When working over water, a “standpipe” is to be used at all times. This pipe shall act as the major casing through which all other tubes will run, such as the CPT casing, the CPT sounding tubes and the possible drill-string. The design of the standpipe is crucial; it determines the success or failure of a nearshore CPT project.
Over the years we have learned that an awful lot of pushing force can be lost due to friction on the string of sounding tubes. Staggering losses of pushing force of 90% and more have been observed. This was all due to the insufficient design of the standpipe.
When the free play between the exterior of the CPT sounding tubes and the inside of the supporting casing is too large, the string of sounding tubes is allowed too much space and tends to buckle. This will result extremely high forces on the inside of the supporting casing and lead to tremendous loss of pushing force.
Other causes that can lead to loss of pushing force are the inflow of material at the shoe (which creates a plug) and the fact that the standpipe is not placed perfectly vertical.
The standpipe has to be lowered by means of a crane or alike and fixed into the seabed in such a manner that the current has no influence on the standpipe. This can be achieved by pushing the shoe of the standpipe into the seabed or by using a ballast block at the bottom end of the standpipe.
In general the standpipe sinks into the seabed as a result of its own weight. This has to be verified by comparing the length of the standpipe with the water depth and the elevation of the deck above water level.
If the standpipe is not firmly in place, one risks that the standpipe will be displaced by tidal influences or waves, making it impossible to continue the CPT test. A secure fixing of the standpipe to the deck of the working platform is also very important. This can be done by means of hydraulic holding clamp, that prevents the standpipe of sliding further (e.g. by its own weight) into the seabed.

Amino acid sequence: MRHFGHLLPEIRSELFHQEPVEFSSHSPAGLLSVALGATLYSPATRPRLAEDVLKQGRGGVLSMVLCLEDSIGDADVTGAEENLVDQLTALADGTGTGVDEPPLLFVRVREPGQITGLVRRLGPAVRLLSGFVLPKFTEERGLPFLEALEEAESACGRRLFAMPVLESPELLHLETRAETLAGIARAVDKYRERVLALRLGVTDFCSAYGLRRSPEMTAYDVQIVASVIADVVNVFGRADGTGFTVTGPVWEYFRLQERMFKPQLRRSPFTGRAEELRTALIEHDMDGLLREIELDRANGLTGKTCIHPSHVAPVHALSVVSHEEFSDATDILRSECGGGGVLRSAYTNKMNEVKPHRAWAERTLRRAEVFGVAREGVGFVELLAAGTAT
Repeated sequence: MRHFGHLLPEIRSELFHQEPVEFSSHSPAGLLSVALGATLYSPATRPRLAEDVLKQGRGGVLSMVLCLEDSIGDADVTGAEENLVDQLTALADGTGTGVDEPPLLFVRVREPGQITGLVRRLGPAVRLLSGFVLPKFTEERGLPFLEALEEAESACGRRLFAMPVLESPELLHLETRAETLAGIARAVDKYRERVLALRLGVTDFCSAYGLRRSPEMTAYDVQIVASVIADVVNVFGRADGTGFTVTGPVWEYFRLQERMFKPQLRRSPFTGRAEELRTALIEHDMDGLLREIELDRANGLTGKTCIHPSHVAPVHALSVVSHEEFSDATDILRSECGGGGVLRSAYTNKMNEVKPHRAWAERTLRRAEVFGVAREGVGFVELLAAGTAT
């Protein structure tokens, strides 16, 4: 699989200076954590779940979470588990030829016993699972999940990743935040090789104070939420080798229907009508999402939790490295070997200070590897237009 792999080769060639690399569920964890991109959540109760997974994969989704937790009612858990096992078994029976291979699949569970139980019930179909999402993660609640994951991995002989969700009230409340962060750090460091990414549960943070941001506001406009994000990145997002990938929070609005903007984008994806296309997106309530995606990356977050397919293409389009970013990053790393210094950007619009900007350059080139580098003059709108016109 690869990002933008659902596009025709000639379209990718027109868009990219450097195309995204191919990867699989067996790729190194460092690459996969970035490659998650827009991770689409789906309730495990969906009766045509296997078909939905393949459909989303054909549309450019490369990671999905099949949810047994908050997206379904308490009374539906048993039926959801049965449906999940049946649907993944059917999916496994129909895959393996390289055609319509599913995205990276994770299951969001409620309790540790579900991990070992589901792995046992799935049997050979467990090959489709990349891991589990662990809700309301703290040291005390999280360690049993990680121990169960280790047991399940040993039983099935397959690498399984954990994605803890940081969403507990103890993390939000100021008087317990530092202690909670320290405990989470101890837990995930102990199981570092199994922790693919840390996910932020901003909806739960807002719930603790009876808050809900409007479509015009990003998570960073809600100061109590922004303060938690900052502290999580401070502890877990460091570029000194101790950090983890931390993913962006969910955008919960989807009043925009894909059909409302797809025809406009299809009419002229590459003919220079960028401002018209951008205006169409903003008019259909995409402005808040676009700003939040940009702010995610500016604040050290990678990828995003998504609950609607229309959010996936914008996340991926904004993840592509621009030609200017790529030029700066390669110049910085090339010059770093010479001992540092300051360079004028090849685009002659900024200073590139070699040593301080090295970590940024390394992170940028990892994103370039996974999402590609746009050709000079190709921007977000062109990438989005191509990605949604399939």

The best moment to place the standpipe is at neap tide when the influence of the tide is minimum. The standpipe is for obvious reasons be placed as vertical as possible.
It is recommended to equip the standpipe with 2 inclinometer sensors to monitor the verticality of the standpipe. The shoe of the standpipe is to be equipped with 4 lifting eyes (in NESW orientation), which make it possible to adjust the verticality of the standpipe using 4 simple winches on the deck.
Certainly near the seabed it is recommended to opt for an open design of the standpipe so that material can flow freely in and out of the standpipe and the risk of clogging is avoided. This makes the standpipe also less susceptible for the underwater current.
A lifting ring with lifting eye(s) is required to lift the standpipe in and out of the moon pool.
It is advisable to design the ballast block such, that it can be made heavier by adding more ballast in case of heavy current. Pins are recommended at the bottom to avoid lateral movement over the seabed (the pins will sink more easily into the seabed).
The standpipe is to be designed such that it can be used for both CPT testing and over-drilling.